A Life Long Mission

Why Mission San Juan Capistrano entrusts its oldest form of communication to a chosen few

When I lived near Mission San Juan Capistrano, the tolling of its bells always made me stop whatever I was doing to listen. They don’t ring that often. Dignitaries, special celebrations, deaths in prominent families—that about covers it. But I was always left to wonder.

Now, when the bells ring, the texts start flying.

Nathan K. Banda, a 26-year-old bereavement counselor at the mission church, says each tolling yields dozens of texts asking what happened. Or more precisely: Who died? At a time when we communicate faster 

than ever, it's the church bell, the simplest and slowest device, that still drives the conversation in San Juan Capistrano. There’s something incredibly grounding about that. 

On Swallows Day, March 19, Banda, who has just been named the mission’s newest bell ringer, will perform his duties for the first time. If he follows tradition, he will ring the bells until one day the bells toll for him. 

 

In a place of notoriously high turnover—with most of us often changing jobs, spouses, homes, businesses, and even fortunes—it’s comforting to know that the bell-ringer position has only been held by a handful of men since the mission began keeping tabs in the late 1800s. This is not the job for a flake. And Banda, who is flanked in the photo by fellow ringers Michael Gastelum, left, and Rafael Gutierrez, is anything but.

 A descendant of founding families from the Acjachemen Nation (later the Spaniards dubbed them the Juaneños) and the Rios clan, he traces his European lineage in Orange County back 10 generations, his Native American heritage even further. His cousin, Steve Rios, a criminal defense and family attorney, still inhabits the Rios adobe on Los Rios Street, the oldest residential neighborhood in California. Banda’s ancestor, Feliciano Rios, was a leatherjacket—a Spanish soldier who arrived in the late 18th century with Father Junipero Serra. 

Banda’s heritage gives him a practical perspective: “Back in the 1700s, these bells were used to call the Indians in for lunch,” he says. “You know: Food’s ready!” They also tolled for incoming ships. 

I meet Banda on a winter day in the rose garden of the mission, just below the bell wall. He is about to practice for the first time—something he dreamed about as a kid, but never believed he’d be doing.

This day happens to be the 198th anniversary of the great earthquake of 1812. I learn that this event is the very reason the bells are hanging from a wall.  The original bell tower at the Great Stone Church came down in the earthquake. Forty churchgoers perished, but the bells survived. 

Still, no one had the heart (or the cash) to rebuild the tower. So they built the bells into a lower wall. 

Reaching for the red cords, 185-pound Banda looks like a bell ringer—powerfully built, the result of the modern gymnasium.  Gastelum, his 55-year-old tutor who began ringing the bells in 1981, and then succeeded his grandfather, Paul Arbiso, who held the job until his death in 1994 at age 99. Arbiso, in turn, learned from a Juaneño named Acu, who it’s believed started ringing the bells in the late 1800s during the era of Father St. John O’Sullivan, who started the swallows celebrations in the early 20th century.  Sadly, the birds no longer return to Capistrano, though swallows tours are still offered, and tourists still squint into the eaves of the clay-tiled roof trying to sight one of the little forked-tailed wonders. In their absence, the bells take on even greater significance—a remaining and tangible tradition.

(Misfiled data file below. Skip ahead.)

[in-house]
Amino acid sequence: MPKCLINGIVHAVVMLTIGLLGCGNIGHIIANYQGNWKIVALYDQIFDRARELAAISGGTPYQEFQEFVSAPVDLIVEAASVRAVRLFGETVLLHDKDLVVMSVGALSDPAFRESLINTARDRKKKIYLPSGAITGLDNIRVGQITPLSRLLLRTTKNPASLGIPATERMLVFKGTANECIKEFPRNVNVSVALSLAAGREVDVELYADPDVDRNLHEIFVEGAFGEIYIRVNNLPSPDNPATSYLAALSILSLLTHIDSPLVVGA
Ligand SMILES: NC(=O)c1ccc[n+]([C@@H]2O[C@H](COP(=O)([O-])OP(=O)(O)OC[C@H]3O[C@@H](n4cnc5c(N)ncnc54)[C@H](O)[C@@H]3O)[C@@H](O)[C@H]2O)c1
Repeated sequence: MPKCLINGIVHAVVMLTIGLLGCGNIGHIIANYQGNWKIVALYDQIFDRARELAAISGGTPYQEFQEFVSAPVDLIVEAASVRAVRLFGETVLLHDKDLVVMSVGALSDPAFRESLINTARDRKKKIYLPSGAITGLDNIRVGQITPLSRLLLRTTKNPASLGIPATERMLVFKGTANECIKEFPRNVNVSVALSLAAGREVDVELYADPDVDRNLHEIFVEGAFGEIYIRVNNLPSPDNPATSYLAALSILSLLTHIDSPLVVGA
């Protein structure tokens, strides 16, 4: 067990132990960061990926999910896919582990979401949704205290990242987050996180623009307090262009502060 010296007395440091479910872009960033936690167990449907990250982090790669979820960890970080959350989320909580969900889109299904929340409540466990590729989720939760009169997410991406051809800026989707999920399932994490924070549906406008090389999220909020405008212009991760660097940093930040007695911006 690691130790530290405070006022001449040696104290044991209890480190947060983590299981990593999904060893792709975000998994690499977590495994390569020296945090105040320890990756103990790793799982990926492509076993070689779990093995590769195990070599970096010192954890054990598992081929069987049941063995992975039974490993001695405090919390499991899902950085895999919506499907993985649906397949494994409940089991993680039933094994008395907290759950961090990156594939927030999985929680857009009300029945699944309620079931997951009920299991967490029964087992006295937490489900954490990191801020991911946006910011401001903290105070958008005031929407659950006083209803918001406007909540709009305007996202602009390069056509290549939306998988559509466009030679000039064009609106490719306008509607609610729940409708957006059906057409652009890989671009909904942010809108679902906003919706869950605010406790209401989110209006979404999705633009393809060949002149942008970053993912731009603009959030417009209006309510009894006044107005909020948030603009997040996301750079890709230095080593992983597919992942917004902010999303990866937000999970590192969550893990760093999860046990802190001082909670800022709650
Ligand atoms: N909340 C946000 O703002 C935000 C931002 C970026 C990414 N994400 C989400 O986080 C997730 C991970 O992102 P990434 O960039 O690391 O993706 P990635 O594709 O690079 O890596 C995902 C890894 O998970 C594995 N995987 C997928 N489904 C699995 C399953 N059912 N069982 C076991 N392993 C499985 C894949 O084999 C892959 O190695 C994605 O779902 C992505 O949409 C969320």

As Banda grasps the cords for the first time, his face registers the gravity of his role. Only moments earlier, the bells marked the anniversary of those who perished in the 1812 earthquake. I realize when Banda rings these bells for the earthquake victims next year, he won’t simply be memorializing some ambiguous idea of his ancestors. He’ll be mourning his great—times seven—grandmother, who was killed when the church collapsed. Gastelum leans toward his student: “You’ve got to use your shoulders. Keep the rope straight. Now lean back a little.”

Banda does as hes asked and rings the big bell. Once, twice, three times.

The bells sound clear. Deep. Resonant. 

But this wasn’t the case for almost two centuries. After the earthquake, there were cracks in the big bells, and a slightly off-key sound rang out until 2001, when they were recast. The duplicates were placed in the wall, while a cracked pair was put on display in the garden, where the tower of the original stone church stood. 

Banda looks at Gastelum, relieved. "How long does the celebration last?” he asks. “About 30 seconds,” Gastelum says. “Then pause and do it again.” In later lessons, Banda will learn how the ringing varies for each ritual. 

I ask Banda if it’s a heavy burden, having a job like this for life. He answers that his family has lived in San Juan Capis-
trano for 234 years. “I knew when I was born I was going to be spending all my life here.”

After practice, Banda says it was more difficult than he imagined. Ringing the large bells delivers the biggest surprise. “All your weight is on those ropes,” he says. “Your body is really leaning back. It’s not like you’re holding the bells. It’s like the bells are holding you.” 

Maybe, I thought, the bells are holding all of us.

I suppose this is true in villages everywhere. Bells have a way of stopping time, of making us put down whatever seems so important at the moment, to sit or stand still and simply listen. They tie us with a few resonant tones to all who came before and all who will follow.

Photograph by Kyle Monk

This article originally appeared in the March 2011 issue.